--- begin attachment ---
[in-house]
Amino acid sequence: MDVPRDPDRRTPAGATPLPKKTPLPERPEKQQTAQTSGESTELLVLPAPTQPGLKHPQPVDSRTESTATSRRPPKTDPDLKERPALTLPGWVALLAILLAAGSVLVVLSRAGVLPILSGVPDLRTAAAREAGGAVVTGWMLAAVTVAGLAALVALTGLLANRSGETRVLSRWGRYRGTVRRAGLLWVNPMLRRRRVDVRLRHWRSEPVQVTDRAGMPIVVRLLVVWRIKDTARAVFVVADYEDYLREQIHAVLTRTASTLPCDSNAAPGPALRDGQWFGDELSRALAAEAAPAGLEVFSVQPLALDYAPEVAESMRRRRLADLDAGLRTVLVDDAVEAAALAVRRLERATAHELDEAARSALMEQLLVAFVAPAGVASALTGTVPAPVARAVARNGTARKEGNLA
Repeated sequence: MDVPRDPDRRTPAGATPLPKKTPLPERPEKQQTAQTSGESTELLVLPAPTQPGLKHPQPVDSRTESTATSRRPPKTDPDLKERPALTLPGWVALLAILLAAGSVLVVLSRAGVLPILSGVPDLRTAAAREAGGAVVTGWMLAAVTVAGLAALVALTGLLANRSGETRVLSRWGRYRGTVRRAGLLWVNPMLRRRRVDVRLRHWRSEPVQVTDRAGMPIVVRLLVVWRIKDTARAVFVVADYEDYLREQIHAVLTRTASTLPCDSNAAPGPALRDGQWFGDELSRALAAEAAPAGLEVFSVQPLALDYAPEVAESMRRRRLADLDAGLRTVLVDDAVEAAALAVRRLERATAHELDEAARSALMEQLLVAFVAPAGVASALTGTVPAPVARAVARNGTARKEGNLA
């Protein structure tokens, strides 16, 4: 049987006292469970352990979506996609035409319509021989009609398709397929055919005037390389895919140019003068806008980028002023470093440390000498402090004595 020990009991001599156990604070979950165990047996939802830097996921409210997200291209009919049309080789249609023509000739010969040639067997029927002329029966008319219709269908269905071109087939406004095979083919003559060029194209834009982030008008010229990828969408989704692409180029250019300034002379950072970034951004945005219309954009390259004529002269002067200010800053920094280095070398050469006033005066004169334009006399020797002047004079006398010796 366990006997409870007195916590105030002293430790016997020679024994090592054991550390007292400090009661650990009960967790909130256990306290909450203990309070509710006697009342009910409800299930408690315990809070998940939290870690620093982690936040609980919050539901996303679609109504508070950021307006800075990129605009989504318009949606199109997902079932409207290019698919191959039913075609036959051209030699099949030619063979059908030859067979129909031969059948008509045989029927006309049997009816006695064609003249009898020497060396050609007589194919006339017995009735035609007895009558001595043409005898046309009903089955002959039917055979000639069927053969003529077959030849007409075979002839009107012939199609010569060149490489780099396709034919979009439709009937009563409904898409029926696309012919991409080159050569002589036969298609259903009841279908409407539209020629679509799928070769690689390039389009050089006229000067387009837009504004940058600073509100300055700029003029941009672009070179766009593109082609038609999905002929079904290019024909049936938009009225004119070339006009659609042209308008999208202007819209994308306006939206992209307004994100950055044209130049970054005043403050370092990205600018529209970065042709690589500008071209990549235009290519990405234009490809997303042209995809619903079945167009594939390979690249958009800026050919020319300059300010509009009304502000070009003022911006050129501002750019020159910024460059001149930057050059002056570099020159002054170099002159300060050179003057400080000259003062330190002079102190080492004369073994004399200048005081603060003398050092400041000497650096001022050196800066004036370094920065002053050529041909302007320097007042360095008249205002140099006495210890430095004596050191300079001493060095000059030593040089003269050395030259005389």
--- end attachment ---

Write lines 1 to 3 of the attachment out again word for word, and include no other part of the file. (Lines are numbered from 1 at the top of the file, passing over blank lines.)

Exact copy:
[in-house]
Amino acid sequence: MDVPRDPDRRTPAGATPLPKKTPLPERPEKQQTAQTSGESTELLVLPAPTQPGLKHPQPVDSRTESTATSRRPPKTDPDLKERPALTLPGWVALLAILLAAGSVLVVLSRAGVLPILSGVPDLRTAAAREAGGAVVTGWMLAAVTVAGLAALVALTGLLANRSGETRVLSRWGRYRGTVRRAGLLWVNPMLRRRRVDVRLRHWRSEPVQVTDRAGMPIVVRLLVVWRIKDTARAVFVVADYEDYLREQIHAVLTRTASTLPCDSNAAPGPALRDGQWFGDELSRALAAEAAPAGLEVFSVQPLALDYAPEVAESMRRRRLADLDAGLRTVLVDDAVEAAALAVRRLERATAHELDEAARSALMEQLLVAFVAPAGVASALTGTVPAPVARAVARNGTARKEGNLA
Repeated sequence: MDVPRDPDRRTPAGATPLPKKTPLPERPEKQQTAQTSGESTELLVLPAPTQPGLKHPQPVDSRTESTATSRRPPKTDPDLKERPALTLPGWVALLAILLAAGSVLVVLSRAGVLPILSGVPDLRTAAAREAGGAVVTGWMLAAVTVAGLAALVALTGLLANRSGETRVLSRWGRYRGTVRRAGLLWVNPMLRRRRVDVRLRHWRSEPVQVTDRAGMPIVVRLLVVWRIKDTARAVFVVADYEDYLREQIHAVLTRTASTLPCDSNAAPGPALRDGQWFGDELSRALAAEAAPAGLEVFSVQPLALDYAPEVAESMRRRRLADLDAGLRTVLVDDAVEAAALAVRRLERATAHELDEAARSALMEQLLVAFVAPAGVASALTGTVPAPVARAVARNGTARKEGNLA